The 'best-system' analysis of lawhood [Lewis 1994] faces the 'zero-fit problem': that many systems of laws say that the chance of history going actually as it goes--the degree to which the theory 'fits' the actual course of history--is zero. Neither an appeal to infinitesimal probabilities nor a patch using standard measure theory avoids the difficulty. But there is a way to avoid it: replace the notion of 'fit' with the notion of a world being typical with respect to a theory.
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  21. Frank Jackson, Graham Priest & Adam Elga (2004). Infinitesimal Chances and the Laws of Nature. Australasian Journal of Philosophy 82 (1):67 – 76.
    The 'best-system' analysis of lawhood [Lewis 1994] faces the 'zero-fit problem': that many systems of laws say that the chance of history going actually as it goes--the degree to which the theory 'fits' the actual course of history--is zero. Neither an appeal to infinitesimal probabilities nor a patch using standard measure theory avoids the difficulty. But there is a way to avoid it: replace the notion of 'fit' with the notion of a world being typical with respect to a theory.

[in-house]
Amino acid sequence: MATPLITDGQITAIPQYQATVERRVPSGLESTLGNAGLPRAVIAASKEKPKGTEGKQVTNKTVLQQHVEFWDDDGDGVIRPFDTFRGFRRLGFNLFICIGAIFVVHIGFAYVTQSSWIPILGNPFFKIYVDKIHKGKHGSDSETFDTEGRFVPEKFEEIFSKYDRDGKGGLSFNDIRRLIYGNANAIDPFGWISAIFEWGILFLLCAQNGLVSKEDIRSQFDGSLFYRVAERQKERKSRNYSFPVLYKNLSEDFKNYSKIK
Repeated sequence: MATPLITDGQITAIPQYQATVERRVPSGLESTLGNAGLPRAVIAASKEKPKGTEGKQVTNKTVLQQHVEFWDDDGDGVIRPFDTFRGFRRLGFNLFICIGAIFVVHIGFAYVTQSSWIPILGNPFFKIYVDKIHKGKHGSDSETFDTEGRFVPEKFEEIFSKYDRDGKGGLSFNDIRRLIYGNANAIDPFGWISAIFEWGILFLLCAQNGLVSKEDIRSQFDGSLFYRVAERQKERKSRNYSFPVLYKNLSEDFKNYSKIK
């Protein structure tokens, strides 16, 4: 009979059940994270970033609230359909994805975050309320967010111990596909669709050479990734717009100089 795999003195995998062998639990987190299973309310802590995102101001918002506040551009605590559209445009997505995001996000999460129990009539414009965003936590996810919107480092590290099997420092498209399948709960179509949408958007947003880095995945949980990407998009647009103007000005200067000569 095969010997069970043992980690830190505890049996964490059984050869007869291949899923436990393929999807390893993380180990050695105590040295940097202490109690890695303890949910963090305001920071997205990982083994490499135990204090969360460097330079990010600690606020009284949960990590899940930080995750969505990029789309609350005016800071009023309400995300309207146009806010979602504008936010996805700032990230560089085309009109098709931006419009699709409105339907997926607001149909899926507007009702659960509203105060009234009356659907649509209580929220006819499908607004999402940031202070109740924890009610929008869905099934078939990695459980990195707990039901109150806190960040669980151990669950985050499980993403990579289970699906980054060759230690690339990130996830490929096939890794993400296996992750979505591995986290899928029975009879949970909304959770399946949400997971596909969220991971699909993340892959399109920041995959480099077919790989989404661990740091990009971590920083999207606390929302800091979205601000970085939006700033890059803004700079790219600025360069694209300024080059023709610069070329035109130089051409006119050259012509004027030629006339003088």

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  22. Adam Elga (2001). Statistical Mechanics and the Asymmetry of Counterfactual Dependence. Philosophy of Science 68 (S1):S313-.
    In “Counterfactual Dependence and Time’s Arrow,” David Lewis defends an analysis of counterfactuals intended to yield the asymmetry of counterfactual dependence: that later affairs depend counterfactually on earlier ones, and not the other way around. I argue that careful attention to the dynamical properties of thermodynamically irreversible processes shows that in many ordinary cases, Lewis’s analysis fails to yield this asymmetry. Furthermore, the analysis fails in an instructive way: one that teaches us something about the connection between the asymmetry of (...)
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  23. Adam Elga (2000). Self-Locating Belief and the Sleeping Beauty Problem. Analysis 60 (2):143–147.
    In addition to being uncertain about what the world is like, one can also be uncertain about one’s own spatial or temporal location in the world. My aim is to pose a problem arising from the interaction between these two sorts of uncertainty, solve the problem, and draw two lessons from the solution.